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Networking 101: Part V - Internet Protocols - securitycamera2000 help
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Networking 101: Part V - Internet Protocols

Post on 2nd of June, 2014
Internet Protocols
When it comes to IP security, there are two basic protocols used in the world today, TCP/IP and UDP. Most, if not all, IP cameras use UDP protocols.
User Datagram Protocol (UDP)
UDP is a transport layer protocol for client/server network applications based on Internet Protocol (IP). UDP is commonly used for quickly sending and streaming audio and video. UDP allows you to transmit data packets and provides speed. UDP does not check to make that the other devices the data packet was transmitted to have received the data. This protocol spools out data really fast without verification and then moves on to the next task. In the case of an IP camera, this protocol will spool data, and keep feeding it in live fashion, but there is no guarantee or confirmation of delivery.
Transmission Control Protocol (TCP) or TCP/IP
TCP was developed in the US in the 1970s for ARPNET. It is commonly referred to as TCP/IP and is the most commonly used protocol on the Internet. TCP/IP was set up to make data transfer more scalable and reliable. This protocol sends out large amounts of data, and then every so often it sends out a message confirming delivery of sent data packets.
When TCP/IP sends a data packet, it waits for a response from the computer it’s sending the information to, and if the receiving computer confirms that it has received the previous packets of data the protocol will continue sending the data until it’s done with the entire task of transferring all of the data packets. If the computer on the receiving end sends back a message confirming that data packet 3 of 100 is missing, the protocol will resend data packet 3. TCP/IP also keeps your files and programs in order, complete and whole.
TCP is a lot like sending a registered letter via the post office. The letter (data) gets delivered and you receive a signed piece of paper (confirmation) that your letter has made it to the recipient. UDP on the other hand, is like sending out a large amount of cards out via regular mail during the holidays, the cards (data) may or may not get to the recipient, but you want to get the cards out as quickly as possible.
IP Addresses
IP addresses are required for TCP/IP communication. IP addresses are a 32-bit numeric address written as four numbers separated by periods. The numbers are always between 0 and 255. IP addresses can be static or dynamic. Each computer must have an IP address in order to connect to the internet, and each IP data packet must have an address before it can be sent to another computer.
IP addresses must be unique on each network on a LAN or WAN. You do not want to choose your IP addresses randomly; you will want to follow a method. For example, if 192.168.1.1 is your base IP address on your LAN, then you will want to go up in a sequential order as you add devices.
Media Access Control Address (MAC)
A MAC address is just as important as an IP address. A MAC address refers to the physical address that is set up on the network interface card (NIC) or on each device. A MAC address is a unique number, similar to a social security number – a unique MAC address is assigned to every device, which allows you to quickly and easily locate devices on your network.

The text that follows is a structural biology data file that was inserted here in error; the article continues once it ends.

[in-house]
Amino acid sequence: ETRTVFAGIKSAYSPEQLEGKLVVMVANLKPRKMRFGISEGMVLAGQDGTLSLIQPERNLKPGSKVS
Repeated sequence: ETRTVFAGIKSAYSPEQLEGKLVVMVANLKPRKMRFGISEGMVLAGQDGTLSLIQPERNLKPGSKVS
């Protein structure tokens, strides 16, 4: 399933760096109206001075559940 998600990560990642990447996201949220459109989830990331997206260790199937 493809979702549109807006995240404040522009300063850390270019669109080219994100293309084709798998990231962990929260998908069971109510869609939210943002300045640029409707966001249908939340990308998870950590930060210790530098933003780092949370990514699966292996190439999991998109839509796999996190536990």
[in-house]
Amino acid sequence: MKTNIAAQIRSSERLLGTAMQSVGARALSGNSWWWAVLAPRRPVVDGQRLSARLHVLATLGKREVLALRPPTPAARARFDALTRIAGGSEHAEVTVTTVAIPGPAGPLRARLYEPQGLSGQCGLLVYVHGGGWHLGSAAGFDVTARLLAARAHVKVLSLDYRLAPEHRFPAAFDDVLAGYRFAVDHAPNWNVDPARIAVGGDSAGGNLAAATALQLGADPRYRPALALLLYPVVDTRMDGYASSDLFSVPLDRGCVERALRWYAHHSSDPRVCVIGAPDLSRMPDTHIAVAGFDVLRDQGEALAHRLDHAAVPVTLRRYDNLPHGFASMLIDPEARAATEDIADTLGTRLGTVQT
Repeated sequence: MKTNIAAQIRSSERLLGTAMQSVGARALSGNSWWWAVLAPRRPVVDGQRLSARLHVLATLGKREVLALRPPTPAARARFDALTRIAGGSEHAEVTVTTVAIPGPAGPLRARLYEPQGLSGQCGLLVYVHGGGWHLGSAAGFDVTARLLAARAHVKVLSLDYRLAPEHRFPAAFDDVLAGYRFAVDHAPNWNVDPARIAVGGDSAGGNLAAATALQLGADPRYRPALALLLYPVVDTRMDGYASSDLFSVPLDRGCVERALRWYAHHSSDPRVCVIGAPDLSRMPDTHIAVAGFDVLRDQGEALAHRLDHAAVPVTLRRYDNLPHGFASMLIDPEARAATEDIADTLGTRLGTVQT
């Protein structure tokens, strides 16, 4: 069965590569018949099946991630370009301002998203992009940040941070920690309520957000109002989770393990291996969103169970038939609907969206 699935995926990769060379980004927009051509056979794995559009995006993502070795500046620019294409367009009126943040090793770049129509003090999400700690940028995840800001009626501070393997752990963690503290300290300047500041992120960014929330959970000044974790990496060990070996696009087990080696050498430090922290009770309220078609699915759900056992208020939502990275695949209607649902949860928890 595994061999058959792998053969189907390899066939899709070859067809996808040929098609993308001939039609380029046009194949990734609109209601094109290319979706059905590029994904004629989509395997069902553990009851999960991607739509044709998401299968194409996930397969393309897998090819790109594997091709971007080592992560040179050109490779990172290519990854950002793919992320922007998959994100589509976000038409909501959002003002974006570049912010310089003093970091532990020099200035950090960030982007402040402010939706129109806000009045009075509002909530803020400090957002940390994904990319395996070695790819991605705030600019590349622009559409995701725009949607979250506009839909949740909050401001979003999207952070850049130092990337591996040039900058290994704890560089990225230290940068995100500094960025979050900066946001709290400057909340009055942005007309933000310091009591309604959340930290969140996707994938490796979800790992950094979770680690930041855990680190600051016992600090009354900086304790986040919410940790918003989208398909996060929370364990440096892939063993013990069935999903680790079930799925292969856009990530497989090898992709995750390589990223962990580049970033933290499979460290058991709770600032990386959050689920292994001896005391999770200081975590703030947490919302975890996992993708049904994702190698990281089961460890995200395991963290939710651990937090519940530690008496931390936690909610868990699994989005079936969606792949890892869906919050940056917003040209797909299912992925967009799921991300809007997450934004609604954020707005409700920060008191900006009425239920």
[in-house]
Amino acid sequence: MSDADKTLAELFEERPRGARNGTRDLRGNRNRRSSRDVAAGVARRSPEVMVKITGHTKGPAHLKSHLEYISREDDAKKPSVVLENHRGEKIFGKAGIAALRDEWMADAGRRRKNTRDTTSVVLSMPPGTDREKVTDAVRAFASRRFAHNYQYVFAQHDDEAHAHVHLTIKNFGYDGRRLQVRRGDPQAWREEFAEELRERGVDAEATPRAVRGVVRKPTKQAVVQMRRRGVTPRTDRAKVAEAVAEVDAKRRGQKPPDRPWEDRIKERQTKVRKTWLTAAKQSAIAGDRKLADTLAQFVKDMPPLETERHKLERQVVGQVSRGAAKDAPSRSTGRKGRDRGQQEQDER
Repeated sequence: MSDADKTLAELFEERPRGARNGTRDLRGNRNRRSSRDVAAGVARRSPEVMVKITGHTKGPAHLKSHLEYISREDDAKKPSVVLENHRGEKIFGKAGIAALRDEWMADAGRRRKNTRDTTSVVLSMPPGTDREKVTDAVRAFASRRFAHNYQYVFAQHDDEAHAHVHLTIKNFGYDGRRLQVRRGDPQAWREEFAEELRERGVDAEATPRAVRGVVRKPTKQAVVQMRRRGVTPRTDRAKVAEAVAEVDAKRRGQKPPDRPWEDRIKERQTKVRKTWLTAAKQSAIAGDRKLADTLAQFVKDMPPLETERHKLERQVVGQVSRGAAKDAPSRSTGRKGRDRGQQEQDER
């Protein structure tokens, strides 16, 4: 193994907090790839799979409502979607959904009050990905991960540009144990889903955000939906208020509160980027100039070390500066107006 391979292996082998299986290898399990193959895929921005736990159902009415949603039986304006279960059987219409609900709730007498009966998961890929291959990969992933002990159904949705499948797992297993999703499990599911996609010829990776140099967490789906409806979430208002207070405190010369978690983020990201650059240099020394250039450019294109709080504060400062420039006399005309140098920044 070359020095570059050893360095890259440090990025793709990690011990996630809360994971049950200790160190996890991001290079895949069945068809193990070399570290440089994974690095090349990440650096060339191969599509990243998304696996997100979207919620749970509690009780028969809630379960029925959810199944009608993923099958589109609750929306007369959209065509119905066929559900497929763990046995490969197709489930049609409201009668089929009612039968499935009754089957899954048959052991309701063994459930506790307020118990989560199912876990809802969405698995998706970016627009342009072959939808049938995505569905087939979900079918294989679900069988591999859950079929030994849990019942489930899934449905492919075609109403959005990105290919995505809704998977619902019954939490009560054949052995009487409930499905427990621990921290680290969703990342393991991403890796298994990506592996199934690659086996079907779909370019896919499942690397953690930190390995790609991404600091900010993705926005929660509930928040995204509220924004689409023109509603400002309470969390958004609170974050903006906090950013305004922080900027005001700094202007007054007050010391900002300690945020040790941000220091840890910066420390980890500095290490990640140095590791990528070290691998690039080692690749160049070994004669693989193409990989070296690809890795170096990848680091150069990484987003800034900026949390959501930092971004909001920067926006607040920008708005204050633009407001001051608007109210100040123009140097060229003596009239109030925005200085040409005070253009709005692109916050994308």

Other Parameters of TCP/IP Communication
Other parameters around TCP/IP are sub-net mask, default gateway, and DNS servers. Setting these up for a camera is going to be similar to setting them up on a computer. On a computer, if you were to hit your start button, go into the control panel, and then click “Networking”, about the 4th or 5th option down on your Windows Networking Connection Properties is something called Internet Protocol version 4, TCP/IP V4.
Click the properties on that and to the right of it a box will appear. You can see how you have your IP address, your sub-net mask, and your default gateway. That’s where you set everything up, and each computer and each camera needs to be independent and unique from each other.
Subnet Masks
A subnet mask is a 32-bit number that masks an IP address and allows the IP address to be subdivided into two parts (extended network address and a host address) for enhanced security. A subnet mask allows you to know how many routers you need to talk between networks.
There are 3 address classes for subnet masks: Class A, Class B and Class C.
Class C
Class C is the most widely used subnet mask. A Class C subnet allows you to have 255 possible combinations of IP addresses for the computers set up on your network to talk to each other, before you need a router. You can put 255 cameras or 255 devices on you network.
Class B
Class B allows you to scale up into a larger infrastructure system. It allows you to put 65,000 different IP addresses on one network to talk between each other, before you need a router.
Class A
Class A goes even further with the ability to put 17 million possible combinations of IP addresses before you need a router.
Dynamic Host Configuration Protocol (DHCP)
DHCP is a network protocol used to configure network devices, so they can communicate on an IP network. DHCP provides automatic assignment and central management of IP addresses. With DHCP, there’s no guesswork involved in choosing an IP address for each device, it’s done automatically, and a new IP address is automatically assigned if a device is moved and plugged into another place on the network.
Without DHCP, an IP address must be entered manually for each device, and a new IP address must be assigned when a computer or other device moves to a new location on the network. DHCP gets its own IP address for a device, and then the device is automatically on the LAN and you are communicating with it.
Ping Characteristics
Ping characteristics are also important in relation to TCP/IP. To ‘ping’ something is to test the connectivity between two devices on your LAN. Connectivity is important to know. If you go to the start menu on your computer, and go into the command prompt and type ‘ping’ plus your IP address, you can see if the device is live and working.
If you were to type in ping, space, and then an IP address, like 192.168.2.10, you would see the following information; 0 data packets lost, which would indicate that you have connectivity between 2 devices. If you get a ‘timed out’ message several times in a row, listed one after the other, it means that the device is either not plugged in, it doesn’t have the right IP address, subnet, or gateway, or the pin out in your cable could be wrong. A cable tester is a great tool to ensure that the pin out is correct and you are getting connectivity down the cable.
Domain Name System (DNS) Characteristics
DNS defines things in a hierarchical name space for computer networks, resources and services connected to the Internet. DNS assigns a ‘domain name’ to an IP address, to make navigation on the Internet much easier. The numbers of an IP address are hard to remember, with DNS characteristics, you can attach a name versus a number to an IP address.
Internet Protocols